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THE WOMEN

A dramatic, vividly detailed reconstruction of a little-known aspect of the Vietnam War.

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A young woman’s experience as a nurse in Vietnam casts a deep shadow over her life.

When we learn that the farewell party in the opening scene is for Frances “Frankie” McGrath’s older brother—“a golden boy, a wild child who could make the hardest heart soften”—who is leaving to serve in Vietnam in 1966, we feel pretty certain that poor Finley McGrath is marked for death. Still, it’s a surprise when the fateful doorbell rings less than 20 pages later. His death inspires his sister to enlist as an Army nurse, and this turn of events is just the beginning of a roller coaster of a plot that’s impressive and engrossing if at times a bit formulaic. Hannah renders the experiences of the young women who served in Vietnam in all-encompassing detail. The first half of the book, set in gore-drenched hospital wards, mildewed dorm rooms, and boozy officers’ clubs, is an exciting read, tracking the transformation of virginal, uptight Frankie into a crack surgical nurse and woman of the world. Her tensely platonic romance with a married surgeon ends when his broken, unbreathing body is airlifted out by helicopter; she throws her pent-up passion into a wild affair with a soldier who happens to be her dead brother’s best friend. In the second part of the book, after the war, Frankie seems to experience every possible bad break. A drawback of the story is that none of the secondary characters in her life are fully three-dimensional: Her dismissive, chauvinistic father and tight-lipped, pill-popping mother, her fellow nurses, and her various love interests are more plot devices than people. You’ll wish you could have gone to Vegas and placed a bet on the ending—while it’s against all the odds, you’ll see it coming from a mile away.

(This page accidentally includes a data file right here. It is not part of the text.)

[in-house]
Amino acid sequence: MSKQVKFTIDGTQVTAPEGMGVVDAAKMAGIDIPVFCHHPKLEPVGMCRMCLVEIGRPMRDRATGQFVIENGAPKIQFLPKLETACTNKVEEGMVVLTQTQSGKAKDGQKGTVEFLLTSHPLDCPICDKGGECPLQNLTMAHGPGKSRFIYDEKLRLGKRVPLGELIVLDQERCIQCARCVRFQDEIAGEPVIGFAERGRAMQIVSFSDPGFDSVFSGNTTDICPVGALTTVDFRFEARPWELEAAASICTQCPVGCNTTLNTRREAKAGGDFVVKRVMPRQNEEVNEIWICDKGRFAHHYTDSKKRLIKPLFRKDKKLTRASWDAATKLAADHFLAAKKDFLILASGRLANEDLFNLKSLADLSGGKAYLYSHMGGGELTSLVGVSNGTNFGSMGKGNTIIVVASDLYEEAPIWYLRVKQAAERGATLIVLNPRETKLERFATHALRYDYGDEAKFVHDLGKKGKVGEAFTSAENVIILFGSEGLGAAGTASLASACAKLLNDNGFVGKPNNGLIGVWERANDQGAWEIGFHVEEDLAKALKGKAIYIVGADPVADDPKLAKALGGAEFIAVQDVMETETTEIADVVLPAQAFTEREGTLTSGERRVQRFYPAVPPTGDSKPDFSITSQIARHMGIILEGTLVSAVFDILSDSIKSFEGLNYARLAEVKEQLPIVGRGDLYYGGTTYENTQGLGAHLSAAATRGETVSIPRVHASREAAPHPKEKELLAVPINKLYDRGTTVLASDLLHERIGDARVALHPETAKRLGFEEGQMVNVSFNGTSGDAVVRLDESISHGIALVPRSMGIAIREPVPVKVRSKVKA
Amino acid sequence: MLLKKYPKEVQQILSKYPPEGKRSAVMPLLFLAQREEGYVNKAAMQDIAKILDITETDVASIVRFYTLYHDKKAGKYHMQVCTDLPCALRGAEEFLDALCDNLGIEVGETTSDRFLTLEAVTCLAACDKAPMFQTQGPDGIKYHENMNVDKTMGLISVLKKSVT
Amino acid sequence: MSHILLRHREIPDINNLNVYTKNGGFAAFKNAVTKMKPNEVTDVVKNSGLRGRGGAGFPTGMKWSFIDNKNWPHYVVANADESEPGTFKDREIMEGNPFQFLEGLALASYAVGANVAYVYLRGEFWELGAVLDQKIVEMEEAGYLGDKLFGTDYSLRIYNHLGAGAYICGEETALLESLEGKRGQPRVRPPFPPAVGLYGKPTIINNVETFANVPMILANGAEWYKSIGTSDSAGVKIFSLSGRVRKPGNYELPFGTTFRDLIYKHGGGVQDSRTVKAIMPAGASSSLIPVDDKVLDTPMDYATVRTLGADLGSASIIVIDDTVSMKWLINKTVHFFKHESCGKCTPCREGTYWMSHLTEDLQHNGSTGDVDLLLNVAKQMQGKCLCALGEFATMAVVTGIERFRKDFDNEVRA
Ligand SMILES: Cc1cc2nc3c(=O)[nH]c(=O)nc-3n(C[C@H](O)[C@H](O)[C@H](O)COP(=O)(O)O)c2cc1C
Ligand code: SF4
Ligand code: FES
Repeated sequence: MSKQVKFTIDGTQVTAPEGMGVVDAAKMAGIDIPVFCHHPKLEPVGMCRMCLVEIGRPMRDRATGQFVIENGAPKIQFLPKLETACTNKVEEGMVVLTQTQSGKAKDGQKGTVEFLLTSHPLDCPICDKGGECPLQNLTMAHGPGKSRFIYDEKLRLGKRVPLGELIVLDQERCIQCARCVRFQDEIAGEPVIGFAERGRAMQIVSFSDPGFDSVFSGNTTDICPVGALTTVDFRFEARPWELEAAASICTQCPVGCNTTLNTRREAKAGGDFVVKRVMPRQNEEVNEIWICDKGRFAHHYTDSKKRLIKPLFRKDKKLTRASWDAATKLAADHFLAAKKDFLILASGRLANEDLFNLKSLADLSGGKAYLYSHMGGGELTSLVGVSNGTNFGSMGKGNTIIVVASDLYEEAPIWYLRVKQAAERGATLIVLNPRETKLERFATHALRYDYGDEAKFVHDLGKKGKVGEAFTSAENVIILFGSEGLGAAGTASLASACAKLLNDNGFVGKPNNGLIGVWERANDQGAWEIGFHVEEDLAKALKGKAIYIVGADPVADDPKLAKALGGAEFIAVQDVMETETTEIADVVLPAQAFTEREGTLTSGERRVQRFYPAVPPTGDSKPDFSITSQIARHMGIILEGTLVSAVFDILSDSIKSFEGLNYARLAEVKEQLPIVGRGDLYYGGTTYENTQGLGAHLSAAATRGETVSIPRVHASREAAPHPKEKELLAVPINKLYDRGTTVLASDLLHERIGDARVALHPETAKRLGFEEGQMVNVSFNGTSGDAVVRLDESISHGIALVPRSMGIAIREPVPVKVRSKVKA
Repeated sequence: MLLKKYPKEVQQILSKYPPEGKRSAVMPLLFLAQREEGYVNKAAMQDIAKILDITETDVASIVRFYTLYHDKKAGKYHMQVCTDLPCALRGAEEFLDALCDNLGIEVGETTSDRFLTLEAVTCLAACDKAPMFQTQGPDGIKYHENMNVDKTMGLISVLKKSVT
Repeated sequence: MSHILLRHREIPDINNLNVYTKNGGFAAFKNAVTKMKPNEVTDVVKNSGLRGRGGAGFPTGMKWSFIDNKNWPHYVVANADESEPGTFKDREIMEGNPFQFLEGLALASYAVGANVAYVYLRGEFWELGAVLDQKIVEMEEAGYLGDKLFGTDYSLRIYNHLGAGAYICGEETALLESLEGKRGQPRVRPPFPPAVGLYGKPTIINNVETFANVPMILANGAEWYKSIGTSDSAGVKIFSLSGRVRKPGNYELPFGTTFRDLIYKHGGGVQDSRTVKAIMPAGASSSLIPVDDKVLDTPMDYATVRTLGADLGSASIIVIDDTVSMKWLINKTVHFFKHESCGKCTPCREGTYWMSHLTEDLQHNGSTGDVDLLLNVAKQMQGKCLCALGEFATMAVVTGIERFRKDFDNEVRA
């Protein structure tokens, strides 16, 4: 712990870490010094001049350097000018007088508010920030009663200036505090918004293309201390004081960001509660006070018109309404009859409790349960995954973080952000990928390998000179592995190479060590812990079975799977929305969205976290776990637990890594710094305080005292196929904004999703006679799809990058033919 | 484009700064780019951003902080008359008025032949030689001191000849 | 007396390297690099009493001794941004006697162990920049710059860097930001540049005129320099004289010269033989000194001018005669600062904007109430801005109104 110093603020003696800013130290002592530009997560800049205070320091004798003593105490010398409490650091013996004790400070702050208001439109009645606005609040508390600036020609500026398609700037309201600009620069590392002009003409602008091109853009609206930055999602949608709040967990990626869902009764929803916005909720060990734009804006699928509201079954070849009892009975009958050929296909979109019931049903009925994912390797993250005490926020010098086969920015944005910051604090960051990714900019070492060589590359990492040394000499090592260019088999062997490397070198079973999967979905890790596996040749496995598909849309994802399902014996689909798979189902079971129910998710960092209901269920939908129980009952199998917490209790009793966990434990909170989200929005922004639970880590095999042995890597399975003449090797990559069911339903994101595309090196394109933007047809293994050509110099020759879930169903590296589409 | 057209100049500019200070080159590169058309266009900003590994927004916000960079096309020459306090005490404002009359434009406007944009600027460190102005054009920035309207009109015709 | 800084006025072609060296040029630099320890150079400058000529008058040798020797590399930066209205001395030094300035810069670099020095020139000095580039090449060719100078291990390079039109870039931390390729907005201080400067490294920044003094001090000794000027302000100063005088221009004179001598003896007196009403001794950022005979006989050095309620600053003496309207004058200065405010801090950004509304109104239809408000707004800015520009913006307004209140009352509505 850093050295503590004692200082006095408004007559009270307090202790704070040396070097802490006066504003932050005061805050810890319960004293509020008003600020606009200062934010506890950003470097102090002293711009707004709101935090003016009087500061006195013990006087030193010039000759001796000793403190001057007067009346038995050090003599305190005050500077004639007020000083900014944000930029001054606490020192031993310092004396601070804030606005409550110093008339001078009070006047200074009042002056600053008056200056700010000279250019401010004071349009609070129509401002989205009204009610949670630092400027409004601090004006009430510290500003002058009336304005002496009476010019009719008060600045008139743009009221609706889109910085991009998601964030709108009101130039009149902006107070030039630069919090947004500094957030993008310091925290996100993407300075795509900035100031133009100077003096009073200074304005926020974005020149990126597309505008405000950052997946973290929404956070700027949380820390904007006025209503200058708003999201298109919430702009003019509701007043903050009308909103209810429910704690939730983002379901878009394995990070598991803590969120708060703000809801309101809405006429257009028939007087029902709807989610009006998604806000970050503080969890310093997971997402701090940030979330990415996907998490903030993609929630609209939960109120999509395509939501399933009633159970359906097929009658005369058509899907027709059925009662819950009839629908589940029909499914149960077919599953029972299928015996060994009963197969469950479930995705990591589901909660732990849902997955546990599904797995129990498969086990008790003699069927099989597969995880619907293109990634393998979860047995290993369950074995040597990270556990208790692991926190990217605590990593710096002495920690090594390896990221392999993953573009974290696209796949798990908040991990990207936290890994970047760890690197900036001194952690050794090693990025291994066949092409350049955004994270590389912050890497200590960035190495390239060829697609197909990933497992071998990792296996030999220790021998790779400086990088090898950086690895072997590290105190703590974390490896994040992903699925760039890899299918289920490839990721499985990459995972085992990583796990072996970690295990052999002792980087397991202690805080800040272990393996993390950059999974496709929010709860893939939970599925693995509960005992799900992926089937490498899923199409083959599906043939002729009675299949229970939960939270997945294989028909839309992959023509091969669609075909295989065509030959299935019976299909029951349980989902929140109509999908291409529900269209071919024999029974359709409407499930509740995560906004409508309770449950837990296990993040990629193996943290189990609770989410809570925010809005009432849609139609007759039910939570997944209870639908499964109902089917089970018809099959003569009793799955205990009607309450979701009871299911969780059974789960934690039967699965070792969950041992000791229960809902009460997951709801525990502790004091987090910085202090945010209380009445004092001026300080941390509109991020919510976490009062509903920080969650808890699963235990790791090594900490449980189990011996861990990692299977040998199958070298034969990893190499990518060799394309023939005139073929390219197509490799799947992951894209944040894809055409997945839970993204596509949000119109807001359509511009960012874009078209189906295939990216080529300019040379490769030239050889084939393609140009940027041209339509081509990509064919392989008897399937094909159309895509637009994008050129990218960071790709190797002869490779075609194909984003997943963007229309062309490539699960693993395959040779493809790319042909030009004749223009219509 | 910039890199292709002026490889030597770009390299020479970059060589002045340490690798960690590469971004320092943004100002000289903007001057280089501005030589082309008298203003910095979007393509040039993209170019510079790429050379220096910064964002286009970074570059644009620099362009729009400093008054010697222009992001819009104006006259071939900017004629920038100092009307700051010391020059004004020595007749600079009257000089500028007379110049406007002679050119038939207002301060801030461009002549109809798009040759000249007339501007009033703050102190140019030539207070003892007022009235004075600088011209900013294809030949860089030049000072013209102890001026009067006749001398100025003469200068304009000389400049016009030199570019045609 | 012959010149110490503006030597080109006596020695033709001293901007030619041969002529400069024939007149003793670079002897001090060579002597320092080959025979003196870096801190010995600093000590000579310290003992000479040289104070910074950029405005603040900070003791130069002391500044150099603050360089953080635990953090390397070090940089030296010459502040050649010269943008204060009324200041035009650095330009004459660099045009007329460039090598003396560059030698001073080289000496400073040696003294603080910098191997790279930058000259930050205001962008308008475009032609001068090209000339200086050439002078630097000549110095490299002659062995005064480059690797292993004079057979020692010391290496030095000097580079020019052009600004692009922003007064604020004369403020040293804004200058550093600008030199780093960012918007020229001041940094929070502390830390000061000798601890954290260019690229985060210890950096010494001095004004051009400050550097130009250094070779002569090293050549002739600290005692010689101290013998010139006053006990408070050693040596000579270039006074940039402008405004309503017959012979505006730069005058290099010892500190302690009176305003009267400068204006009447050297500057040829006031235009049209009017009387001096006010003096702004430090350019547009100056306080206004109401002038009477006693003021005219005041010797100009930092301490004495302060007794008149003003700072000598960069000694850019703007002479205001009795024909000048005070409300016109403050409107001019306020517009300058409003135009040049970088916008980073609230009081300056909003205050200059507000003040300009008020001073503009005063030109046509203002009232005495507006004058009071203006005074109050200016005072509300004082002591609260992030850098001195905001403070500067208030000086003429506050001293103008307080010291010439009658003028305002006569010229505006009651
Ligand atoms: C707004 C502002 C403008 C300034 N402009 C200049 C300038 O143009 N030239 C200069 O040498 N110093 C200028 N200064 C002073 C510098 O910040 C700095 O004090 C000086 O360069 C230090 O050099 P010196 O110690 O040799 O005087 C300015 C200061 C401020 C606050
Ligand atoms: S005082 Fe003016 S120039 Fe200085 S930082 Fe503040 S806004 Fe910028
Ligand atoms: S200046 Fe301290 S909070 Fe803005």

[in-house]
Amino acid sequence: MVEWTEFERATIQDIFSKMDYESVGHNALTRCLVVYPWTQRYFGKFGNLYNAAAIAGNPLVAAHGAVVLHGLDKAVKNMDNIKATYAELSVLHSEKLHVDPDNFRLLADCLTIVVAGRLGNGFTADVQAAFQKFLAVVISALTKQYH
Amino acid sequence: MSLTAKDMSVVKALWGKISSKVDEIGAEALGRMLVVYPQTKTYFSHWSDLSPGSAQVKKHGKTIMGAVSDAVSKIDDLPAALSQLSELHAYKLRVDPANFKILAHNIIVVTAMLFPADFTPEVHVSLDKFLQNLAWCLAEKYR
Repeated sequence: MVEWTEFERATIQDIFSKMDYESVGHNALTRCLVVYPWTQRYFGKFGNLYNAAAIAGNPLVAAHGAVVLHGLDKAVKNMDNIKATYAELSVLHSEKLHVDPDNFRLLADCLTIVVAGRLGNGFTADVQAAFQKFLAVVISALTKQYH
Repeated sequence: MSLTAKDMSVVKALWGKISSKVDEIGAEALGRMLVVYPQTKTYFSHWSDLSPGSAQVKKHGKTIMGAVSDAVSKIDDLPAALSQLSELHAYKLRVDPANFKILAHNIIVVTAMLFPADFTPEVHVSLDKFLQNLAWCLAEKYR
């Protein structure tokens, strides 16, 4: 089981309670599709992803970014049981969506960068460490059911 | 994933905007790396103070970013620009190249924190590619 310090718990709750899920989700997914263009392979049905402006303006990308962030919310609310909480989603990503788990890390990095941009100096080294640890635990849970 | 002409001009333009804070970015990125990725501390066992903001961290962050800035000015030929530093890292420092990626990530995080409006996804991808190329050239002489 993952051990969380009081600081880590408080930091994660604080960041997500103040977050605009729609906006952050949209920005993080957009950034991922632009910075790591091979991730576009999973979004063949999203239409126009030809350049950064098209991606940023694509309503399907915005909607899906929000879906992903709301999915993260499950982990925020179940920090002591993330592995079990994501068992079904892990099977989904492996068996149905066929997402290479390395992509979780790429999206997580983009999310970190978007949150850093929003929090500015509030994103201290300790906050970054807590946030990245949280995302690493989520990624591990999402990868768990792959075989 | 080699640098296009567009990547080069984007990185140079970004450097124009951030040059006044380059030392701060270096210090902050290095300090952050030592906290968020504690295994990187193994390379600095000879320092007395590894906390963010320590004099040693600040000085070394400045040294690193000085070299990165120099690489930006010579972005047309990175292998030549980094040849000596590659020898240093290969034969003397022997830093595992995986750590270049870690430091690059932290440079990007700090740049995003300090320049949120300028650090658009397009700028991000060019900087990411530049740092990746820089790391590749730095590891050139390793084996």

A dramatic, vividly detailed reconstruction of a little-known aspect of the Vietnam War.

Pub Date: Feb. 6, 2024

ISBN: 9781250178633

Page Count: 480

Publisher: St. Martin's

Review Posted Online: Nov. 4, 2023